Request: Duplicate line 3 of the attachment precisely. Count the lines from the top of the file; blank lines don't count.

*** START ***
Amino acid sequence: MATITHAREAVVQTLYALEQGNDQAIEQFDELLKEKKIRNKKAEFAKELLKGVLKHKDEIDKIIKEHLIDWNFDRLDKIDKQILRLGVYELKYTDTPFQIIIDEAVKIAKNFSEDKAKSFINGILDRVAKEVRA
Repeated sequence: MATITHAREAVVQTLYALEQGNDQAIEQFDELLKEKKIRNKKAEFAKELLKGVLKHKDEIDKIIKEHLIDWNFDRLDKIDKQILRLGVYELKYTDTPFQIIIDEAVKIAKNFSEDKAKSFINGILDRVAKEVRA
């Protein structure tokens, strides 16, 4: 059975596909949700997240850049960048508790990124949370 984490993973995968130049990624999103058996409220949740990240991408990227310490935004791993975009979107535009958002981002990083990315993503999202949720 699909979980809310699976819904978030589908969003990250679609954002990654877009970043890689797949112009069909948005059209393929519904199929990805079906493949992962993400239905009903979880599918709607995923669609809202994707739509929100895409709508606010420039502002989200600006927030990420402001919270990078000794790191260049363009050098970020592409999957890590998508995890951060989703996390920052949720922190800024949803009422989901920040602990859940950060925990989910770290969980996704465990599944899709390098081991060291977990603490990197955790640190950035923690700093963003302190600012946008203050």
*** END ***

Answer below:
């Protein structure tokens, strides 16, 4: 059975596909949700997240850049960048508790990124949370 984490993973995968130049990624999103058996409220949740990240991408990227310490935004791993975009979107535009958002981002990083990315993503999202949720 699909979980809310699976819904978030589908969003990250679609954002990654877009970043890689797949112009069909948005059209393929519904199929990805079906493949992962993400239905009903979880599918709607995923669609809202994707739509929100895409709508606010420039502002989200600006927030990420402001919270990078000794790191260049363009050098970020592409999957890590998508995890951060989703996390920052949720922190800024949803009422989901920040602990859940950060925990989910770290969980996704465990599944899709390098081991060291977990603490990197955790640190950035923690700093963003302190600012946008203050």